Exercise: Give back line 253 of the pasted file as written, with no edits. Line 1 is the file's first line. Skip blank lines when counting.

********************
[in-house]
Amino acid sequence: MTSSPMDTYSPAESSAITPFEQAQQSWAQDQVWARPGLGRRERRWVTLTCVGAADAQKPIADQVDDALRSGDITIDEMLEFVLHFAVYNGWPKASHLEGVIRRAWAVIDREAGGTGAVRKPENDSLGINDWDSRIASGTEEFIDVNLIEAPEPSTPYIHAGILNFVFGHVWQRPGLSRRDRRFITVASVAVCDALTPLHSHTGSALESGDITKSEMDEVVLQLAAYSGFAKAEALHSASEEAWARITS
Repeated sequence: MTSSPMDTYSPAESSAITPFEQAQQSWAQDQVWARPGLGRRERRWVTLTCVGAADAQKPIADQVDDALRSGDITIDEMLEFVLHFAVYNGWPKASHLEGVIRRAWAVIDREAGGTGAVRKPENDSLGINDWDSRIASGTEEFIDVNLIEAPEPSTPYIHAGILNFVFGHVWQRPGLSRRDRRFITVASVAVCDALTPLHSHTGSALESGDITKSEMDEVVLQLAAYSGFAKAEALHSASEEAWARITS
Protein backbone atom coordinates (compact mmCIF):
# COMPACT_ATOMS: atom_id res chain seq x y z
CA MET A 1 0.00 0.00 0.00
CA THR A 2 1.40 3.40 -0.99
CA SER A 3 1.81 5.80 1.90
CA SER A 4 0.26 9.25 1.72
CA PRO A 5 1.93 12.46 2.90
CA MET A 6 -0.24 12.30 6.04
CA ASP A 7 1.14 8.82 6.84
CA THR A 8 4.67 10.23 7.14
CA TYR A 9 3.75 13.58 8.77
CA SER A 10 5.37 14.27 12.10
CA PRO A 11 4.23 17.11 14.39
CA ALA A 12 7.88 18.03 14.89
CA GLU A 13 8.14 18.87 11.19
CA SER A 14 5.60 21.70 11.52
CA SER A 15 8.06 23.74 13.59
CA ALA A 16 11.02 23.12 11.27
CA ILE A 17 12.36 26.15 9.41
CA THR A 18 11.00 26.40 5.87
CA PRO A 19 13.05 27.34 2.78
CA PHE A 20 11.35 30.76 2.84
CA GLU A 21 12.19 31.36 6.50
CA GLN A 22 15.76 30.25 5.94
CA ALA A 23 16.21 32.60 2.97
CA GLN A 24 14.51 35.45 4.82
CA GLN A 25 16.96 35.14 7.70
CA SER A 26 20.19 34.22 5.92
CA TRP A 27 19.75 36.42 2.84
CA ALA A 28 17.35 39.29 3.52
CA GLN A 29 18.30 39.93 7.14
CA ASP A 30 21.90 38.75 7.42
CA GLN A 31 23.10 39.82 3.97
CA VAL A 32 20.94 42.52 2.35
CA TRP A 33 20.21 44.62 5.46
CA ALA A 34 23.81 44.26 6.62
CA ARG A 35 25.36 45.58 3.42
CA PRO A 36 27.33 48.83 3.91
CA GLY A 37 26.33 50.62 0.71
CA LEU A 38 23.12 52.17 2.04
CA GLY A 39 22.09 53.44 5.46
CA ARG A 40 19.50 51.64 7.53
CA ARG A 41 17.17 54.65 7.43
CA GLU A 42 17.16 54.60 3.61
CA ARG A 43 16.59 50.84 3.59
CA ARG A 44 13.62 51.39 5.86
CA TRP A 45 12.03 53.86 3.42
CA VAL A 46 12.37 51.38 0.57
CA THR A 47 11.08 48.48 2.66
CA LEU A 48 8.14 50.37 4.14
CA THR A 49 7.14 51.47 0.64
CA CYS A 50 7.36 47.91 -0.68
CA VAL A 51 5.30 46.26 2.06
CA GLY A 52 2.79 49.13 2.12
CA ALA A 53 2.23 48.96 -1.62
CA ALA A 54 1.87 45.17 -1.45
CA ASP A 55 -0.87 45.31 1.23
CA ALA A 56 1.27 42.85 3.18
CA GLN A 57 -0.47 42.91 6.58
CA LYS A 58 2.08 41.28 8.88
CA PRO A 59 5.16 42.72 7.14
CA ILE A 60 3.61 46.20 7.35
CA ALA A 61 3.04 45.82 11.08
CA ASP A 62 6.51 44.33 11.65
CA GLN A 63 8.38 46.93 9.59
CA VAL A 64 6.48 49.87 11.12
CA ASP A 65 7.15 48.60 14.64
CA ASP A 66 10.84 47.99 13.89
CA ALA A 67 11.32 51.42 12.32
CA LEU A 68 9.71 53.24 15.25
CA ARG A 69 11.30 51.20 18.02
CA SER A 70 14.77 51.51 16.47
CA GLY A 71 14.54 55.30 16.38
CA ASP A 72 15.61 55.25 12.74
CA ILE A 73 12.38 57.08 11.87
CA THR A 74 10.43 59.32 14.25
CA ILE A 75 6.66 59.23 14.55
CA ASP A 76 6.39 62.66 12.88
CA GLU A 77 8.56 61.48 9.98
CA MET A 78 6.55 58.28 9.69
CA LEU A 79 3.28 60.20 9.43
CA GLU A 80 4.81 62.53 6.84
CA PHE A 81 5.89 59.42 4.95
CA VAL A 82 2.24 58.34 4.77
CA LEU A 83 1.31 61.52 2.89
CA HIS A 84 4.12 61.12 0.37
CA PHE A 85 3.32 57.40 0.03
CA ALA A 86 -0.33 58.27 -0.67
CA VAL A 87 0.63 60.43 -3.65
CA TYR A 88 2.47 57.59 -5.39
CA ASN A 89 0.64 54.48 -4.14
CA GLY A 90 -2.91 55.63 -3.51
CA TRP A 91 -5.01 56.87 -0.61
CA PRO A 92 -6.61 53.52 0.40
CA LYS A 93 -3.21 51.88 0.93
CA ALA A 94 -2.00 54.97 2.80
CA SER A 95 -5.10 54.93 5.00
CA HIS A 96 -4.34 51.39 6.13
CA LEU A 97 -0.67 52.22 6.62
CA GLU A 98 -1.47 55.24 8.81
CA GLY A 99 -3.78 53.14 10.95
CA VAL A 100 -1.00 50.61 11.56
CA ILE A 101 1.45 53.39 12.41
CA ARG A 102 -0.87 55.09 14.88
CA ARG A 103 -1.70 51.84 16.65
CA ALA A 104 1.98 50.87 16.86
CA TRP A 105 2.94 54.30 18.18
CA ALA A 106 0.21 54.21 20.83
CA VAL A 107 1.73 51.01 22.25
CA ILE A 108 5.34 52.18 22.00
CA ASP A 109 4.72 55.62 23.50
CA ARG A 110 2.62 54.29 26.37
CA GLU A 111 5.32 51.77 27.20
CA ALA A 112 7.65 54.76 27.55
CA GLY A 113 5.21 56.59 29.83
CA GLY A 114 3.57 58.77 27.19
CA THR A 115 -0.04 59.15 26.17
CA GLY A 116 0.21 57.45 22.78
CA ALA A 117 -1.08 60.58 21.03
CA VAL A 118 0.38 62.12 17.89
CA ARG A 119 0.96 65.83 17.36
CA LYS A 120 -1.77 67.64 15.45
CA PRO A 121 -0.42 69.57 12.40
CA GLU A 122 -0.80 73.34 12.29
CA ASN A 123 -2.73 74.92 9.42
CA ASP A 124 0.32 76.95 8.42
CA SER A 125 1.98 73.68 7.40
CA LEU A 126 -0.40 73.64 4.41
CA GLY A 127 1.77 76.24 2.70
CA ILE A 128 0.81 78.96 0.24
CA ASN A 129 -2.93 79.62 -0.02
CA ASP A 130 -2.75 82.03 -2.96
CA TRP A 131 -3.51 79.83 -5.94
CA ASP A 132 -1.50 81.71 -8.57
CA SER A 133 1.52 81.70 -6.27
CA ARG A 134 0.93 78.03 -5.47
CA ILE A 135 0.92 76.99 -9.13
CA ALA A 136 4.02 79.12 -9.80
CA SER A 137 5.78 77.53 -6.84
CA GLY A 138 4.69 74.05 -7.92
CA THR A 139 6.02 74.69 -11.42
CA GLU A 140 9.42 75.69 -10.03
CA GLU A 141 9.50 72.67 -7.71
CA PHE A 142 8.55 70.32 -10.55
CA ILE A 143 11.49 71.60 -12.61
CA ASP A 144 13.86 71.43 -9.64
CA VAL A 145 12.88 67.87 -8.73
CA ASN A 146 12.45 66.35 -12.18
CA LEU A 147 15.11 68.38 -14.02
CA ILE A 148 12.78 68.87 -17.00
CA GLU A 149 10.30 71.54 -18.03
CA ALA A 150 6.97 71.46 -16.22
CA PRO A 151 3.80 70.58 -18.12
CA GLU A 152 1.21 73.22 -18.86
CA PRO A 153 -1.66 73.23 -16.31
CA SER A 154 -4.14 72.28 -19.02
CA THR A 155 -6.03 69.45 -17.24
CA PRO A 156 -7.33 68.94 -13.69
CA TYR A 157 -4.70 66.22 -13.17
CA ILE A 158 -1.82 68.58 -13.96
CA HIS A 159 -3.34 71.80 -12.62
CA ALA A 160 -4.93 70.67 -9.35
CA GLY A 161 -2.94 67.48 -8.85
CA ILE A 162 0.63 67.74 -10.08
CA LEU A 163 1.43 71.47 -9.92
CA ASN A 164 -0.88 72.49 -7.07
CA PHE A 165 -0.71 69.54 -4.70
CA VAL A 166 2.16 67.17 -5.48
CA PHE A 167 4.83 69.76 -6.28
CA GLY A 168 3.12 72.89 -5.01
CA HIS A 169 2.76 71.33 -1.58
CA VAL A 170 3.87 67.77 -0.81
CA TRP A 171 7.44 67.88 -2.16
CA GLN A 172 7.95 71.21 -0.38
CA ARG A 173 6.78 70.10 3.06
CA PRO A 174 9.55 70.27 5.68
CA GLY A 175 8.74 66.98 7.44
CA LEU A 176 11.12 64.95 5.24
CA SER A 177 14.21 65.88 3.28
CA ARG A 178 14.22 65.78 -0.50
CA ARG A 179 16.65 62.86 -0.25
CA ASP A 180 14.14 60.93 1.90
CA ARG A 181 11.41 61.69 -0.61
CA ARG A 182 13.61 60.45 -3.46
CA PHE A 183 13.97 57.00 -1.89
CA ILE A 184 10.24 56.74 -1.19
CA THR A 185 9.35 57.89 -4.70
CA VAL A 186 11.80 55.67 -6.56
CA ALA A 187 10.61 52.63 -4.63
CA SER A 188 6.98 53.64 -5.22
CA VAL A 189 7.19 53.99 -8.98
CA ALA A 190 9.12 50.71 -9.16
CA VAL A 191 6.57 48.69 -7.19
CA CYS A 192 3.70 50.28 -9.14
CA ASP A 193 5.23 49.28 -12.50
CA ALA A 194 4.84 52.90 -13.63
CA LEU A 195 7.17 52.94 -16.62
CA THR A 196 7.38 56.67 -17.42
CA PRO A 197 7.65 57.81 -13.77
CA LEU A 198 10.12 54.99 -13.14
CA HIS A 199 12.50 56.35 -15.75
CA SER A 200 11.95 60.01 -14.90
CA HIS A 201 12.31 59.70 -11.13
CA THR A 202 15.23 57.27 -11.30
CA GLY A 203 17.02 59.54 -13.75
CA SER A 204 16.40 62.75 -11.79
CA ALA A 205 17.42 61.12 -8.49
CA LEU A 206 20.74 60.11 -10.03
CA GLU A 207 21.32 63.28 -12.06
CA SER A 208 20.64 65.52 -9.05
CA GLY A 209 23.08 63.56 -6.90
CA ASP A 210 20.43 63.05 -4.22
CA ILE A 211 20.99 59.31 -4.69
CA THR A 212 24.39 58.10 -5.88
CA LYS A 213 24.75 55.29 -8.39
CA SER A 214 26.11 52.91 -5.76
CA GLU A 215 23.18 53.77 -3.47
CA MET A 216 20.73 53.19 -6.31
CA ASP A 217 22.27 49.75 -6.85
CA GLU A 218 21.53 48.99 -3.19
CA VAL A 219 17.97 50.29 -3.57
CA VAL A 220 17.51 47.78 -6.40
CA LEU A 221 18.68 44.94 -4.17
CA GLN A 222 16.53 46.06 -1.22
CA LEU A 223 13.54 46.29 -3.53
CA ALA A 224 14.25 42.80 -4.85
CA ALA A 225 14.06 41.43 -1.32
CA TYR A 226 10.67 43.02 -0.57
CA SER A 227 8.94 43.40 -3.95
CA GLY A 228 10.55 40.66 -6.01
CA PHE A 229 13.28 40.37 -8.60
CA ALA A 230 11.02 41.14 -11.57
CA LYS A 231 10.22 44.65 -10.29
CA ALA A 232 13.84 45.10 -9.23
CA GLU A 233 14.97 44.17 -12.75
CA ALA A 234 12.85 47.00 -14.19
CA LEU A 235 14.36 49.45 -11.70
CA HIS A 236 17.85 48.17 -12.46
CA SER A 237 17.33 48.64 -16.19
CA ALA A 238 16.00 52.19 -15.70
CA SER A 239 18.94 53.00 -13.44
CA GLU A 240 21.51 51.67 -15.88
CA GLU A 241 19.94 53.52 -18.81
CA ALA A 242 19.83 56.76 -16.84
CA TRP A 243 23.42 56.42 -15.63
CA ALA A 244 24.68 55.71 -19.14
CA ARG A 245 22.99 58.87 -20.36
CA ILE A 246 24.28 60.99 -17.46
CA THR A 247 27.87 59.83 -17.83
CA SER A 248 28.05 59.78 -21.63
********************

CA SER A 248 28.05 59.78 -21.63